Titanium dioxide is a unique inorganic material that contributes to a wide variety of applications such as catalysis, ceramics, cosmetics or dye production. It can also exist in many different phases with specific chemical or physical properties. The most common and stable phases are brookite, rutile, and anatase. Phase transformations of these polymorphs are size dependent. In order to achieve higher control over phase
composition of a desired material, it is important to understand mechanisms behind size dependent phase transformations. This project investigated anatase to rutile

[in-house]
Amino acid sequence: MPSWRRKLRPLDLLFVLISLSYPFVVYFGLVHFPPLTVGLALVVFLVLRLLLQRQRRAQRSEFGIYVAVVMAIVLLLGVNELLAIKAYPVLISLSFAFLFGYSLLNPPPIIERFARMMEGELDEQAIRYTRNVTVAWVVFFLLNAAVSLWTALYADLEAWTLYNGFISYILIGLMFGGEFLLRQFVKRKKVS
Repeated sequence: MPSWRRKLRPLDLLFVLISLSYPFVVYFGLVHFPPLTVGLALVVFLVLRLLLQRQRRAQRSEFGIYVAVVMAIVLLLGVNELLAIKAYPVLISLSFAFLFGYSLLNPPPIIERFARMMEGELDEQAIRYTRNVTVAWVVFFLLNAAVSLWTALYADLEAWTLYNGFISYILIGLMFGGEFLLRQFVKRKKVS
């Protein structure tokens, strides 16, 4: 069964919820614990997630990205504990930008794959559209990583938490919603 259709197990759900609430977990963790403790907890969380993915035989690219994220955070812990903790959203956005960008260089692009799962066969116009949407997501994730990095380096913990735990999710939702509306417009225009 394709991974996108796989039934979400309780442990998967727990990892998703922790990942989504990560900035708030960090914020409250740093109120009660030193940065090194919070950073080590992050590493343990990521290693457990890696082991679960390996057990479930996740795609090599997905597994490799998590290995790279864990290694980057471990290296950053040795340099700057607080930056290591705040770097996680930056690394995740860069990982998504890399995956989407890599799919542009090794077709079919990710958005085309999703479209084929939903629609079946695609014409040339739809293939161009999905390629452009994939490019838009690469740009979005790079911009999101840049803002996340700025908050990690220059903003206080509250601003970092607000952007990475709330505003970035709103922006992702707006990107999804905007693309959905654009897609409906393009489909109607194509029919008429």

transformation kinetics using pure anatase samples with different particle sizes. With the assumption that very high acidic conditions phase transformation occur via dissolutionprecipitation mechanism, a kinetic model was used to identify rate constants, activation energies and frequency factors. Due to the fact that there is little understanding for transformation kinetics under hydrothermal conditions, this project focused on anatase nanocrystals aged in an aqueous medium with sizes ranging from 3.1nm to 6.0nm and specific aging conditions at 200-250 degrees celcius with pH=1. Extensive analysis of nanoparticles showed hydrothermal processing of titanium dioxide makes growth of larger crystals and transforms them to a more stable phase. It is clear that smaller particles will transform faster than the larger nanoparticles that may have less solubility causing the slower growth. Lastly the dissolution-precipitation mechanism showed that the transformation rate constant decreases slightly with increasing size of nanoparticles and activation energies and frequency factors were slightly different for nanoparticles with different sizes. Overall this project proved to gain more insight about the mechanism of size dependent phase transformations.